As an adult, Murphy landed a job at the school assisting the administration with students. Athletic, sports-loving and a black-belt in karate, Murphy had a certain rapport with the student body, James remembered. “He was good with young kids, just like he was with my kids,” she said.
In 2009, James filed a wrongful death lawsuit in federal court against the City of Albuquerque and the Albuquerque Police Department, naming ex-Mayor Martin Chavez, former APD Chief Ray Schultz and APD officer Russell Carter as individual defendants.
But in 2103 U.S. Court of Appeals Tenth Circuit Judge Phillip A. Brimmer ruled against James. Checking out another spigot of justice, James met with DOJ representatives during their APD investigation but then learned that the federal officials were not citing cases prior to 2009. 
The New Mexico mom maintained that impunity in police involved killings is the rule. "Well, I think it’s a general thing across the country and the world. Cops generally don't get indicted. It's hard to prove that a cop outright murdered somebody." And if a case goes to trial, the cards are stacked in favor of the police since juries consist of people who aren't empathic to "others situations" or believe offenders deserve to be in jail, she added. James admitted she used to think the same, until her son went to the D-Home one time, subjecting a mother to getting "slapped in the face with reality." 
In the Absence of a Father
As the tenth anniversary of Murphy's death approached this year, James remembered a man who had such an impact on her life. Attired in black dress, she drove over to the Albuquerque cemetery where Murphy is interred and put flowers on his grave during Memorial Day weekend. Murphy’s buried only about 20 feet from the grave of Ken Ellis III, an Iraq war veteran who was fatally shot by APD in 2010 and whose killing resulted in one of the more celebrated civil trials involving APD- and a multi-million dollar judgment against the City of Albuquerque.
On June 5, the tenth anniversary of Murphy's death, James published a  memorial of her old "best friend" in the Albuquerque Journal that consisted of a photo of the young Murphy and a few words:  "In Loving Memory of Jay Martin Murphy Sr. Forever Loved-Never Forgotten."
James and her daughter Mariah Murphy later visited the New Mexico Veterans Memorial, a tranquil, shaded slice of the Duke City nestled in a section of the city where the shrieks of sirens and the pops of gunshots are frequently heard. There the two women halted at the red brick Murphy has his name etched into with the words:  "Jay Murphy Sr. U.S. Marine. Semper Fi."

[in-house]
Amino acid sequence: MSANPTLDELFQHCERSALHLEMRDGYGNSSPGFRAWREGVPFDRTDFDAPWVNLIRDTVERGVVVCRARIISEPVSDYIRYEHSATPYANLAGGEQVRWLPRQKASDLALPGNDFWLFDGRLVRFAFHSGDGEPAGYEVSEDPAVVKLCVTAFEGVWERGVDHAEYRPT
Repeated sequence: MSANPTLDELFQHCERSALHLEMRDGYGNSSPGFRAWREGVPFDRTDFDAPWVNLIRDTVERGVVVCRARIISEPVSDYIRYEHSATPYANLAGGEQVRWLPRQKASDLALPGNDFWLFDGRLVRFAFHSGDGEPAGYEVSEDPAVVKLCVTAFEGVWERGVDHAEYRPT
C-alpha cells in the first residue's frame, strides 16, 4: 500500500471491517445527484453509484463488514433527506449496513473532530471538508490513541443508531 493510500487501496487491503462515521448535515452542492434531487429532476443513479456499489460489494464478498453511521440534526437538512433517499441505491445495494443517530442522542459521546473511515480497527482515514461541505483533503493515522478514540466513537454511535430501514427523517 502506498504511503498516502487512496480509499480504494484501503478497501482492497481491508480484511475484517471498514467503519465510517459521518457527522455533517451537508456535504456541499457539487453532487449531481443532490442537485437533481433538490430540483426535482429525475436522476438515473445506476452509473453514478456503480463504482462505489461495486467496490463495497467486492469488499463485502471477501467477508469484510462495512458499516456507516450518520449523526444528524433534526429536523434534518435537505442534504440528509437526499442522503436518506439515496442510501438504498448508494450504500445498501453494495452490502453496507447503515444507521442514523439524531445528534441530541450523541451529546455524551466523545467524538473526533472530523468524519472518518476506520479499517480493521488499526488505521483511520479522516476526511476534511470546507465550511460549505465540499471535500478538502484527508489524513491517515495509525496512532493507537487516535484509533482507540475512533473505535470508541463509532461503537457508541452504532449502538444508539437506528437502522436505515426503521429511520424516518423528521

Mariah Murphy was 14 years old when her dad was killed, and she was present for the APD assault on his home. In an interview, she recalled a police bullet zipping by her. "It hit the wall beside me and that's when I got scared and ran downstairs," she said. "I thought I was going to die, like they were going to kill us." At first APD alleged that Murphy was holding his daughter as a hostage, but Mariah disputed that account, adding she was accorded odd treatment for a rescued hostage. "They claimed I was a hostage and threw me in handcuffs," she said.
Now 24 years old and the mother of two children, Mariah grapples with the killing of her father, a trauma she said pops up in her mind every day, triggers nightmares and has left her with a case of diagnosed PTSD.   
In her book, a violent day produced lasting emotional scars and an irredeemable loss to a family. "We were very close," the Albuquerque woman continued, recalling sledding in the mountains and family barbeques Murphy liked to organize at his home. "I was a daddy's girl. I was always with I really don't have that to look forward to. He kept the family together and now I can say the family is apart. It just messed things up."
Moreover, Mariah's two young children don't have a grandfather and ask what happened to him when they visit the cemetery, she lamented. 
The Politicos Stake Positions
Though overshadowed by Albuquerque's crime issue, police reform is still a sizzling matter on the local political scene. In September, APD Forward, a coalition formed by the local ACLU, Common Cause New Mexico, El Centro de Igualdad y Derechos and other activists, sponsored a mayoral forum on police reform attended by more than 300 people.  
Three Democrats, Tim Keller, Brian Colon and Gus Pedrotty were joined by independent Susan Wheeler-Deischel. Independent Michelle Garcia Holmes, an ex-APD officer, along with the three Republicans in the race at the time, Dan Lewis, Ricardo Chaves and Wayne Johnson, were no shows.
The evening's discussion delved into an array of issues besides policing-poverty, economic development, homelessness, behavioral health, drug addiction, and the public spending priorities of the outgoing municipal administration.
"If we don't change conditions that put people in the first place, we'll have repeat offenders," Colon said. There's a direct correlation between deep poverty and crime." 
Community policing was the watchword of the evening. State Auditor Tim Keller, who emerged from the first round of voting October 3 as the frontrunner in the November 14 runoff, provided hints of the direction APD could undertake if he is elected mayor. Keller is a supporter of DOJ reforms and the endorsed candidate of the Albuquerque Police Officers Association.
Revealing that he had participated in APD ride-a-longs, Keller advocated diversity as a police recruiting principle, equity in the police department, community reengagement, law enforcement education programs in the public and charter schools, an immigrant and refugee friendly policy, and a new police chief who could be an "outsider" to APD but someone who is familiar with Albuquerque.